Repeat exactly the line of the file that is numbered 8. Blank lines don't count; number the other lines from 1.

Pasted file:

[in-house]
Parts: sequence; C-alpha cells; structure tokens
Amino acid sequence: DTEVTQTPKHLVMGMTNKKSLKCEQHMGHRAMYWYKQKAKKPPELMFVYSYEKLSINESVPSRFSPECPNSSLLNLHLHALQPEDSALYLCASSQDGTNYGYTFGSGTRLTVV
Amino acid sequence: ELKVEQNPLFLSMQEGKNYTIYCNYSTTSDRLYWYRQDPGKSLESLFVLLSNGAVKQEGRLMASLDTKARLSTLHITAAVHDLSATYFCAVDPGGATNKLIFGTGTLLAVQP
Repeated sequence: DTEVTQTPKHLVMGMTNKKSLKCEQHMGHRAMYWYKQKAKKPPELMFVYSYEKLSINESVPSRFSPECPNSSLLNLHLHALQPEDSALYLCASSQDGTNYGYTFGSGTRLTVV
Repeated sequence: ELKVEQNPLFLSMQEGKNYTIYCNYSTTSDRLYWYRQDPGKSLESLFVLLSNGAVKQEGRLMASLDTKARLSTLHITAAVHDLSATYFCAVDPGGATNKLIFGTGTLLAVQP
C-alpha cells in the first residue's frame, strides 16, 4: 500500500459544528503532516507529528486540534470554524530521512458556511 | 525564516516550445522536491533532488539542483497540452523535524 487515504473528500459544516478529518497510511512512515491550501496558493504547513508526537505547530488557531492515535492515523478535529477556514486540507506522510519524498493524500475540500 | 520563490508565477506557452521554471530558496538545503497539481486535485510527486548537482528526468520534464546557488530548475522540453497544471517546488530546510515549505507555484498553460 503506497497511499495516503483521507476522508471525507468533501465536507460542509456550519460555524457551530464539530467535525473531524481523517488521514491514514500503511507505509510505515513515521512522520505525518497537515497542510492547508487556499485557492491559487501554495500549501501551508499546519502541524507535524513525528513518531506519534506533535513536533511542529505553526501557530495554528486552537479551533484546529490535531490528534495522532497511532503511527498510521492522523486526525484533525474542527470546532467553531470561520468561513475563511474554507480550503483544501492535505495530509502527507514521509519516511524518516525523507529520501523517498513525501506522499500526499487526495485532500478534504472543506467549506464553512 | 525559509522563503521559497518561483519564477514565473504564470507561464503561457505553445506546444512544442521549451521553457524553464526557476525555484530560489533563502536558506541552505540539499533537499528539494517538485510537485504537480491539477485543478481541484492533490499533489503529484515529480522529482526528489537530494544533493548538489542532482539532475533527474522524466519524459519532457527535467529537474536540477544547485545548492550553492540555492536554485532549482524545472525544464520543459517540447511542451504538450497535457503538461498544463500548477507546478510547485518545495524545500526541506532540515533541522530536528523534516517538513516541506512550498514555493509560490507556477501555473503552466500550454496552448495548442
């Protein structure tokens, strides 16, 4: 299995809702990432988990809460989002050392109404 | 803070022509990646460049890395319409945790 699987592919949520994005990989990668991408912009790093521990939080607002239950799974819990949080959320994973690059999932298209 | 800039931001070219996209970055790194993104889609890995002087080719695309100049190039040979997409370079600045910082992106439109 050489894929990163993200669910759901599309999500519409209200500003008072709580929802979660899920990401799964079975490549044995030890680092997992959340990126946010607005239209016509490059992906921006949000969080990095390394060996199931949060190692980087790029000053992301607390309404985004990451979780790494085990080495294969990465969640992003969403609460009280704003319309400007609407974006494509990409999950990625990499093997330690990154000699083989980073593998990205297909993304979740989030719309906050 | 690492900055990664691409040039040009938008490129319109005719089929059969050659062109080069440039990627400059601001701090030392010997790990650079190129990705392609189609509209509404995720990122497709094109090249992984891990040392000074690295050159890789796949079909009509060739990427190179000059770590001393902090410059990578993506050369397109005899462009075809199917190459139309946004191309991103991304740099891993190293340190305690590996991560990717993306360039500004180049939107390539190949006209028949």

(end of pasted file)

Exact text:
């Protein structure tokens, strides 16, 4: 299995809702990432988990809460989002050392109404 | 803070022509990646460049890395319409945790 699987592919949520994005990989990668991408912009790093521990939080607002239950799974819990949080959320994973690059999932298209 | 800039931001070219996209970055790194993104889609890995002087080719695309100049190039040979997409370079600045910082992106439109 050489894929990163993200669910759901599309999500519409209200500003008072709580929802979660899920990401799964079975490549044995030890680092997992959340990126946010607005239209016509490059992906921006949000969080990095390394060996199931949060190692980087790029000053992301607390309404985004990451979780790494085990080495294969990465969640992003969403609460009280704003319309400007609407974006494509990409999950990625990499093997330690990154000699083989980073593998990205297909993304979740989030719309906050 | 690492900055990664691409040039040009938008490129319109005719089929059969050659062109080069440039990627400059601001701090030392010997790990650079190129990705392609189609509209509404995720990122497709094109090249992984891990040392000074690295050159890789796949079909009509060739990427190179000059770590001393902090410059990578993506050369397109005899462009075809199917190459139309946004191309991103991304740099891993190293340190305690590996991560990717993306360039500004180049939107390539190949006209028949």